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In The Fifth Element it is mentioned at one point that Korben Dallas retired from the military 6 months ago and became a taxi driver. But is it ever established why he left the military? He seems to have issues being a very good taxi driver as he is very low on driving points and his boss seems upset that he continuously damages the taxis.

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He had completed his length of Military Service

Retired tends to suggest he came to the end of his Military Service, as opposed to an honourable / dishonorable discharge, where he would have left before his service had ended with a good / bad record, or a medical discharge.

We don't know too much about Korben Dallas, such as his age or when he joined up.

If we take Bruce Willis' age when he played Korben Dallas, Korben would have been 41.

In the US military you can retire, and receive a pension, from the age of 37. This appears to be dependent on a minimum Length of Service of 20 years.

I am basing this on the US military, but from personal experience, I know the British have a similiar required length of service of 22 years (to receive a full and early pension). I wouldn't see why in the future the Length of Service required would be too different.

This means (taking 41 as his age at the time of the movie) Korben would have had to have been no older than 21 when he joined up. This is not unfeasible as many join up fairly young (my own brothers were 18 & 16 when they joined - and are still in 34 years later).

At the moment no earlier retirement appears to be allowed due to Special Forces involvement, so we will have to assume this would be the same in the future.

Korben Dallas appears bored or is having trouble readjusting to being in civilian life. Something that affects many ex servicemen, and affects ex special forces even more, it is one reason suicide rates / homelessness are so high amongst vets. He just doesn't care about being a taxi driver.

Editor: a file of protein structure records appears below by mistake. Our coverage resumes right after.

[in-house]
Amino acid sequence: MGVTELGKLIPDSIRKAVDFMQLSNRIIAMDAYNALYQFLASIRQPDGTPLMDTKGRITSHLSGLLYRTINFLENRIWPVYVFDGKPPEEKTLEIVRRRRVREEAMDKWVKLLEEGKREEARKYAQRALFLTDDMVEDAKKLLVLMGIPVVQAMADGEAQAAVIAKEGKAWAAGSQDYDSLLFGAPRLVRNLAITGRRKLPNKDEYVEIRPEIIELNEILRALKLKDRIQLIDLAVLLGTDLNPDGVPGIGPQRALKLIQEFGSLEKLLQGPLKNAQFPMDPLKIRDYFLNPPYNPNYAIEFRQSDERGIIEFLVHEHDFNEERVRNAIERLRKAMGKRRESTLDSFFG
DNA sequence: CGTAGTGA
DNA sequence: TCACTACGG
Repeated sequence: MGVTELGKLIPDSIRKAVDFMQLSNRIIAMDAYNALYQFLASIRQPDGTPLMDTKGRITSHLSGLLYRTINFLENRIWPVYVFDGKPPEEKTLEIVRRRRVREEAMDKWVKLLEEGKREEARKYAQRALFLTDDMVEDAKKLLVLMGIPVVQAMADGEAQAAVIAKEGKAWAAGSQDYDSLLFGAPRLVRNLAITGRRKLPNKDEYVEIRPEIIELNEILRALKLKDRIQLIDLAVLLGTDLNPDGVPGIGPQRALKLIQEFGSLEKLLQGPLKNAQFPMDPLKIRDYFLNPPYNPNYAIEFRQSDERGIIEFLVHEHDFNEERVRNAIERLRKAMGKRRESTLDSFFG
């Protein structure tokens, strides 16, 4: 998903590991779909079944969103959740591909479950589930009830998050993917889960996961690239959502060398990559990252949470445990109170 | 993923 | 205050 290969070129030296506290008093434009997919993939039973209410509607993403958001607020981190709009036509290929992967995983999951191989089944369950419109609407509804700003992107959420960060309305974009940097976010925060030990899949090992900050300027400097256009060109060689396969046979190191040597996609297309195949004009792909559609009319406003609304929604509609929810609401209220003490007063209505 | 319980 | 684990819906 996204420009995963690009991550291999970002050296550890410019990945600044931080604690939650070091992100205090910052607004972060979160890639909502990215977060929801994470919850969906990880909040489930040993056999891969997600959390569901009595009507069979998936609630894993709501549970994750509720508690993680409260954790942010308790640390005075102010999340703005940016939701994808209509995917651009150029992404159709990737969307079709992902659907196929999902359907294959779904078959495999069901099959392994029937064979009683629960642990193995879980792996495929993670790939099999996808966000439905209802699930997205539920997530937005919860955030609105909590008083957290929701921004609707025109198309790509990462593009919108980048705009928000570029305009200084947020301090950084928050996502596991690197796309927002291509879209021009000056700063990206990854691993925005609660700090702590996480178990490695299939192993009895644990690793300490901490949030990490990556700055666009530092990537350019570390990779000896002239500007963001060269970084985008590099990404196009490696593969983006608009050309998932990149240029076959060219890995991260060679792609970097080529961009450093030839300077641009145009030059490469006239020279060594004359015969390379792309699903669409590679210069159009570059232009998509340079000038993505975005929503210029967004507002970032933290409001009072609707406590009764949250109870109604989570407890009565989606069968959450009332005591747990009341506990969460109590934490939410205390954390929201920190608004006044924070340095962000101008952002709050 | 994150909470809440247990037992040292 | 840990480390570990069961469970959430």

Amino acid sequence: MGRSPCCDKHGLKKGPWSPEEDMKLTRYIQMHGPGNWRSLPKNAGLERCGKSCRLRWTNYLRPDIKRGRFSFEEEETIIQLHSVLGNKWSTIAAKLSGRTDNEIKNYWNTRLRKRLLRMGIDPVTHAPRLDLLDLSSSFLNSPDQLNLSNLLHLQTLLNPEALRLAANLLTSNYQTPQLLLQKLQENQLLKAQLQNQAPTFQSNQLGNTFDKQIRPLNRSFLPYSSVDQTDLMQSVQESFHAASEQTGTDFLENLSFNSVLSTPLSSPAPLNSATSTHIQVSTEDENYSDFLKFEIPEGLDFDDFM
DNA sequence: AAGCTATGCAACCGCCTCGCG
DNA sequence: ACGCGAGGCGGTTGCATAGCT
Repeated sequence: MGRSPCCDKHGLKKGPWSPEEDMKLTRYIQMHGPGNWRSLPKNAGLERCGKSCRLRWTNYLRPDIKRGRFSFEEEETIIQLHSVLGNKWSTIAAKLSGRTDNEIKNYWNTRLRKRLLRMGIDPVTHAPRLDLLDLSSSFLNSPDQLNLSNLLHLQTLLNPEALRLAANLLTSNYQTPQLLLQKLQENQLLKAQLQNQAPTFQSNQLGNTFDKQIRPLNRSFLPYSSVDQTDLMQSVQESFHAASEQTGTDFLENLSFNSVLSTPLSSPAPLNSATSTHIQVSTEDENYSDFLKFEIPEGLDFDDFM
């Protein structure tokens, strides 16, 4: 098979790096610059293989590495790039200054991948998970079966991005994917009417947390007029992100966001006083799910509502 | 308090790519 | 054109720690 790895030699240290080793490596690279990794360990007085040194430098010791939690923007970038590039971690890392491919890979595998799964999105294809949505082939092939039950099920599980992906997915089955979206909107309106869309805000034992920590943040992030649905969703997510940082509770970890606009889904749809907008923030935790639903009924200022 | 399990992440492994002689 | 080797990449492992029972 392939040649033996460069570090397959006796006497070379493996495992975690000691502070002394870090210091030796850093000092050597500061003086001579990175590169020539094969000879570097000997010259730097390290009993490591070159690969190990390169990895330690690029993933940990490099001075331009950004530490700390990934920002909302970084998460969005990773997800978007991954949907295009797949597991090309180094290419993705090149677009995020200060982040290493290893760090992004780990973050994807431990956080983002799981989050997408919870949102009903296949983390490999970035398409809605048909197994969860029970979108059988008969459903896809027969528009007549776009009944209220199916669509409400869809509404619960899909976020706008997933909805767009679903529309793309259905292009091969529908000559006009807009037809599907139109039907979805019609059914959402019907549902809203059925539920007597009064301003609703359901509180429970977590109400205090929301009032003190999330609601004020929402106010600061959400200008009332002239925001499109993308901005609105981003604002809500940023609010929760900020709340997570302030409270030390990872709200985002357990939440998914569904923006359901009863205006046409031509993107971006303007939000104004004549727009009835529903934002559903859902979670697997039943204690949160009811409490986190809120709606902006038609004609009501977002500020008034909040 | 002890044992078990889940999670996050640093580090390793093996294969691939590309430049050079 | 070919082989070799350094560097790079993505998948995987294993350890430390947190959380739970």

• @nathan-v I just wanted to clarify that my EWW wasn't meant as a derogatory stance towards medical discharge, but was just at the word discharge itself. I understand that this attempt at humor was probably unwise and I apologise for any offence i may have inadvertently caused – Cearon O'Flynn Apr 28 '17 at 9:17
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Cearon O'Flynn's answer appears to be correct. I was able to find confirmation of this according to some of the text in the original script. I'm adding it as another answer since it provides additional detail.

MUNRO: Major Dallas, if our calculations are correct you still have 57 hours owed to the Federal Army on your enlistment which is more than you will need for a mission of the utmost importance.

This would seem to confirm that he left because he had fulfilled his active duty... but General Munro was able to compel him to go on the mission because he still technically owed 2 day and some hours of service.

This version of script didn't make it to the film and we only know that he left service 6 months ago.

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